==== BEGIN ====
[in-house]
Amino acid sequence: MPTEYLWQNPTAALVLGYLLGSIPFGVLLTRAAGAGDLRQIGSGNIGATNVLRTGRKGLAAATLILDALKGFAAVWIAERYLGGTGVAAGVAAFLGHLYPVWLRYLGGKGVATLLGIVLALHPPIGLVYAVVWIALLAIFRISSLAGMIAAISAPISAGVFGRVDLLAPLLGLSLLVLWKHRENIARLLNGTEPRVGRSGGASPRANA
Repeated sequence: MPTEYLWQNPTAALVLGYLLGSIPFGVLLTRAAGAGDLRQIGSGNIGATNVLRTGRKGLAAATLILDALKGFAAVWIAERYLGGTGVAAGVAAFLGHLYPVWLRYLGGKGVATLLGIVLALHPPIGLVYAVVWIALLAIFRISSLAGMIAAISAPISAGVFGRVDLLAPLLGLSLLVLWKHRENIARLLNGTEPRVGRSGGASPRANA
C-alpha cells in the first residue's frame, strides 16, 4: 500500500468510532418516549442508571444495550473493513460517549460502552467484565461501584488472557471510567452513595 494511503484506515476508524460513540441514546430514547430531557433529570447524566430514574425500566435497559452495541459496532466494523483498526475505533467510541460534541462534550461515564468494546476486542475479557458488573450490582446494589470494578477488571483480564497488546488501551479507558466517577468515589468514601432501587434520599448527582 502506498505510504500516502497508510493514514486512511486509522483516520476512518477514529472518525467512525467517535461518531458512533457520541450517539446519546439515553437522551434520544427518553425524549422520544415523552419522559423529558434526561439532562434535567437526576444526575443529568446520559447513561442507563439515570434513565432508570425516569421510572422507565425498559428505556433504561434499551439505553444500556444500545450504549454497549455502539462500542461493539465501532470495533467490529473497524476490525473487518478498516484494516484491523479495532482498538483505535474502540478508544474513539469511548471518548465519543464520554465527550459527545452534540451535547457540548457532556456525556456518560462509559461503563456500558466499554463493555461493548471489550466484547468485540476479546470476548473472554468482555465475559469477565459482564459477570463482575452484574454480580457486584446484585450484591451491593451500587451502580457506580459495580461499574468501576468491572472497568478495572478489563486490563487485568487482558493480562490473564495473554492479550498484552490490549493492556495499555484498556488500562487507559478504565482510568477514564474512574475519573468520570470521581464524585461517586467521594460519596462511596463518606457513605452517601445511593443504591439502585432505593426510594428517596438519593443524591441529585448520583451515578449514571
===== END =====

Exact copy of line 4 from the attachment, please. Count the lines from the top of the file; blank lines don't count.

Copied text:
C-alpha cells in the first residue's frame, strides 16, 4: 500500500468510532418516549442508571444495550473493513460517549460502552467484565461501584488472557471510567452513595 494511503484506515476508524460513540441514546430514547430531557433529570447524566430514574425500566435497559452495541459496532466494523483498526475505533467510541460534541462534550461515564468494546476486542475479557458488573450490582446494589470494578477488571483480564497488546488501551479507558466517577468515589468514601432501587434520599448527582 502506498505510504500516502497508510493514514486512511486509522483516520476512518477514529472518525467512525467517535461518531458512533457520541450517539446519546439515553437522551434520544427518553425524549422520544415523552419522559423529558434526561439532562434535567437526576444526575443529568446520559447513561442507563439515570434513565432508570425516569421510572422507565425498559428505556433504561434499551439505553444500556444500545450504549454497549455502539462500542461493539465501532470495533467490529473497524476490525473487518478498516484494516484491523479495532482498538483505535474502540478508544474513539469511548471518548465519543464520554465527550459527545452534540451535547457540548457532556456525556456518560462509559461503563456500558466499554463493555461493548471489550466484547468485540476479546470476548473472554468482555465475559469477565459482564459477570463482575452484574454480580457486584446484585450484591451491593451500587451502580457506580459495580461499574468501576468491572472497568478495572478489563486490563487485568487482558493480562490473564495473554492479550498484552490490549493492556495499555484498556488500562487507559478504565482510568477514564474512574475519573468520570470521581464524585461517586467521594460519596462511596463518606457513605452517601445511593443504591439502585432505593426510594428517596438519593443524591441529585448520583451515578449514571